Ear Piercing ? No, not mine. Little Miss Techcobweb wanted to have her ears pierced… Unusually for me, this is the rather personal story I thought I’d share about what happened when we (as parents) said “no”.
I thought she was too young for ear piercing at the time, this was in March 2011 and she was under ten. In the days of the sexualization of children in the media isn’t ear-piercing a response to all that ? Isn’t this self-mutilation for the sake of vanity ? Is this the end of my daughters’ childhood ? Surely not that extreme, but you get where I was going with the thought process, so I said “No”.
This resulted in the start of a “crusade” from her: We had cute begging letters, written debates about the “why not”, surveys of peers, cousins and classmates who all apparently had been wearing earrings for ages. We got to the point where her “crusade” started to make me feel like I had dug my heels in. I held firm. “No” was still my answer. “Do it when you’re older” I said … “how much older ?” was the reply… and so it went on.
Then I read an article about the other trials parents are put through later in a daughters life, and they all seemed to make something as everyday as ear-piercing seem less of an issue. I want her to grow up trusting that, as parents, we will let the less important things go, but will speak up and make a stand on the crutial things in her life which we can protect her from, the things that really matter. I don’t want her to expect we’ll say “no” to everything, or she won’t ask our opinions when there is a decision to be made. So my position on this issue wavered.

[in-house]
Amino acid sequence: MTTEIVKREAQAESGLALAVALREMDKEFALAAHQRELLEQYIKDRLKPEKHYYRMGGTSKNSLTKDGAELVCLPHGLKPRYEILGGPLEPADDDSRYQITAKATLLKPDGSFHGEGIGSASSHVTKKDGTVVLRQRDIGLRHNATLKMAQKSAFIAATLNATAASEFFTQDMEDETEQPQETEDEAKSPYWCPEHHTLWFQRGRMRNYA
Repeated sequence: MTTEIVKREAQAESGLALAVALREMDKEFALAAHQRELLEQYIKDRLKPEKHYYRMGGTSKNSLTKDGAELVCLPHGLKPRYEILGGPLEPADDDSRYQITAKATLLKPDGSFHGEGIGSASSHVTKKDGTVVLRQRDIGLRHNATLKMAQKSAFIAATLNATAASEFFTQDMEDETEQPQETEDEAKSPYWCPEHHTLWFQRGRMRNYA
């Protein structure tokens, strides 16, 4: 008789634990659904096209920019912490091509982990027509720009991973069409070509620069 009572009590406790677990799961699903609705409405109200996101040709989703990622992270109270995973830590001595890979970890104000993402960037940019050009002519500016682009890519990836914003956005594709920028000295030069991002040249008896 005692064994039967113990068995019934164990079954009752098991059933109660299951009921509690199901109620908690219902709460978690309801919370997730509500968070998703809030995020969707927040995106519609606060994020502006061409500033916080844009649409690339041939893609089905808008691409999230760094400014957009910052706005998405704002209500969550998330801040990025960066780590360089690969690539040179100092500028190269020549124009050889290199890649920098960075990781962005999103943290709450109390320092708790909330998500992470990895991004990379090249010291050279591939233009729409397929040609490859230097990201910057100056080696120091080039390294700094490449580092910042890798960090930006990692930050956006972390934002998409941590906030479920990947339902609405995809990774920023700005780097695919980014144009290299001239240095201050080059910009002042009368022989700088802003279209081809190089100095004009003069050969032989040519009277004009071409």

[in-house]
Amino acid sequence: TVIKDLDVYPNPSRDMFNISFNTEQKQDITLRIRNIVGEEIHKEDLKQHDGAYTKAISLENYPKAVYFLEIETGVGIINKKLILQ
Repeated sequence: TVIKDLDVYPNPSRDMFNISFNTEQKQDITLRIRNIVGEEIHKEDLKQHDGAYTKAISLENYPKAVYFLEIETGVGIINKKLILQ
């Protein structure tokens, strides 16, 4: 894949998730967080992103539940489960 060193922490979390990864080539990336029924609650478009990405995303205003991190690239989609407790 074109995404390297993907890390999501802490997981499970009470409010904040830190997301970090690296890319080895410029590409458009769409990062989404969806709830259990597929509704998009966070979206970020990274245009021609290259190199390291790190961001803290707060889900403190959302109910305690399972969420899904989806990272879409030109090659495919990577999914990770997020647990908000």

Ideally I thought “maybe in 2-3 years” or some such notion, so devised a cunning plan: “read fifty age-appropriate books of 100 pages or more and you can have your ears done”. That’s what I said back in March. The “grand challenge” had been set. I was comfortable that by the time she read all those books she would be old enough.
On day one she created a wall-chart, with 50 boxes. On completion of each book, a big tick would be placed in one of the 50 boxes. She displayed the chart very visibly by the door to her room. You’d see it whenever you went in there.
Since then she has had her head buried in all manner of books, so long as they were deemed fit to pass the age and length test. Every evening. Every weekend. She now reads faster than I do (not hard I’ll grant you). Tick. Tick. Tick.
That was, until last week, (a mere 8 months since the challenge was set) when she ticked-off her final book on her chart. All 50 titles have been read and a few of them reviewed on GoodRead.com to boot.
So, as I’ve been using the mantra “don’t break a deal” since she was old enough to make deals, I had no choice but to let her do as she wished.
On Saturday (with the help of a qualified person) she changed this:
<insert picture of before-ear>
<insert picture of after-ear>
This was a big moment for both of us, although for me it was less painful I’m sure, as I wasn’t having a beautician thudding studs through my ear lobes.
It was important for her because it showed that if you work hard, and keep at it even when your goal seems far away, eventually it can be achieved. (Why does that remind me of Waynes world… “someday it shall be mine”…) ?
Also, if you keep tracking your status against your goal, it keeps you focused.
For me, it provided a graphic example of how realistic goal-setting can be a powerful motivator, and how making a compromise on a negotiating position can really result in a win-win.
After watching her over the last 9 months, I’ll admit that I have been impressed, and rather proud of a daughter who can focus on a goal so single-mindedly.
Now I’m wondering what her next crusade will be about, and what her next “grand challenge” is going to have to be.
PS: I did wonder whether she would stop reading now that the reading “grand challenge” is over, but I needn’t have worried. With a huge smile, and a sparkle of light reflected from the stone in her ear, she’s announced that she’s just finished reading another.